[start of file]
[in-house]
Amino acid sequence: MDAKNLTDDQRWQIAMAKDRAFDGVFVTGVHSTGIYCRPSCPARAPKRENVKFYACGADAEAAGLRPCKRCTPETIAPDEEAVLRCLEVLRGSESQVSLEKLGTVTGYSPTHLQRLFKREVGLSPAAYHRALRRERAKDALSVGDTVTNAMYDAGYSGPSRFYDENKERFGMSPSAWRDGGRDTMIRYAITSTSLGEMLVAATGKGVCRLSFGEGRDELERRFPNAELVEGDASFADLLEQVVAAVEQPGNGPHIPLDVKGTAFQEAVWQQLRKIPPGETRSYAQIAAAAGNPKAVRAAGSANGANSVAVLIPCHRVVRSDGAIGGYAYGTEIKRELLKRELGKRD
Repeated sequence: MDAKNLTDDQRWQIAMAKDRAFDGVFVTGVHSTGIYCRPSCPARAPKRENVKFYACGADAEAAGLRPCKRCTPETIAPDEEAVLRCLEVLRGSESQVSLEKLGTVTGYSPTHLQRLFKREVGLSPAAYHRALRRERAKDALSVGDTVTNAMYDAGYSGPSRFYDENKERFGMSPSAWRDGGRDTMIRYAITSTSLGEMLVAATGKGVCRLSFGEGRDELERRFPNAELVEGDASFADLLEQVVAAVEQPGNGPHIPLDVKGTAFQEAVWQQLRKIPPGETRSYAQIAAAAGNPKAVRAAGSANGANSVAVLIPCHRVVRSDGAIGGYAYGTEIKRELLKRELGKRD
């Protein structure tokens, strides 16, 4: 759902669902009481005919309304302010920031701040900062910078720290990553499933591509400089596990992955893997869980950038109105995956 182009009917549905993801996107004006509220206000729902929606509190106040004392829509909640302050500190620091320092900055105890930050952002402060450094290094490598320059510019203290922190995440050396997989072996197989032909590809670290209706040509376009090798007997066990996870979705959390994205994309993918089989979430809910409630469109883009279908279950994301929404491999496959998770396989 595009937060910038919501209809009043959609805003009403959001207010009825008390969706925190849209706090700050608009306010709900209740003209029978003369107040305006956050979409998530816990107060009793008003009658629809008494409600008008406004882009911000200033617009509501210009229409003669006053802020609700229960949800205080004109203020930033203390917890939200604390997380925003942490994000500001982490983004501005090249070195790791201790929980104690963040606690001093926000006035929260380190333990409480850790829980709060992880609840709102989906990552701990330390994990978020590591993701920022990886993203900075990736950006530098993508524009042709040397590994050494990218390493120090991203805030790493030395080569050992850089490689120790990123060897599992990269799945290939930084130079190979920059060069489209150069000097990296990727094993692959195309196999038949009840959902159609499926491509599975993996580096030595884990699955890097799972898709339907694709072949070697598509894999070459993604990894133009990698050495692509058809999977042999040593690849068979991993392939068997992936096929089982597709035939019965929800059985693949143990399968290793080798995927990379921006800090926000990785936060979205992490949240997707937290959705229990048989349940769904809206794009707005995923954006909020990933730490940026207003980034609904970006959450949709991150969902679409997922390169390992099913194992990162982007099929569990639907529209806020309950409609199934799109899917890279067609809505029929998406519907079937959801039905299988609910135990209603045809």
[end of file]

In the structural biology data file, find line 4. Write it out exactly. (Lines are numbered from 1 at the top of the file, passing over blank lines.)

């Protein structure tokens, strides 16, 4: 759902669902009481005919309304302010920031701040900062910078720290990553499933591509400089596990992955893997869980950038109105995956 182009009917549905993801996107004006509220206000729902929606509190106040004392829509909640302050500190620091320092900055105890930050952002402060450094290094490598320059510019203290922190995440050396997989072996197989032909590809670290209706040509376009090798007997066990996870979705959390994205994309993918089989979430809910409630469109883009279908279950994301929404491999496959998770396989 595009937060910038919501209809009043959609805003009403959001207010009825008390969706925190849209706090700050608009306010709900209740003209029978003369107040305006956050979409998530816990107060009793008003009658629809008494409600008008406004882009911000200033617009509501210009229409003669006053802020609700229960949800205080004109203020930033203390917890939200604390997380925003942490994000500001982490983004501005090249070195790791201790929980104690963040606690001093926000006035929260380190333990409480850790829980709060992880609840709102989906990552701990330390994990978020590591993701920022990886993203900075990736950006530098993508524009042709040397590994050494990218390493120090991203805030790493030395080569050992850089490689120790990123060897599992990269799945290939930084130079190979920059060069489209150069000097990296990727094993692959195309196999038949009840959902159609499926491509599975993996580096030595884990699955890097799972898709339907694709072949070697598509894999070459993604990894133009990698050495692509058809999977042999040593690849068979991993392939068997992936096929089982597709035939019965929800059985693949143990399968290793080798995927990379921006800090926000990785936060979205992490949240997707937290959705229990048989349940769904809206794009707005995923954006909020990933730490940026207003980034609904970006959450949709991150969902679409997922390169390992099913194992990162982007099929569990639907529209806020309950409609199934799109899917890279067609809505029929998406519907079937959801039905299988609910135990209603045809």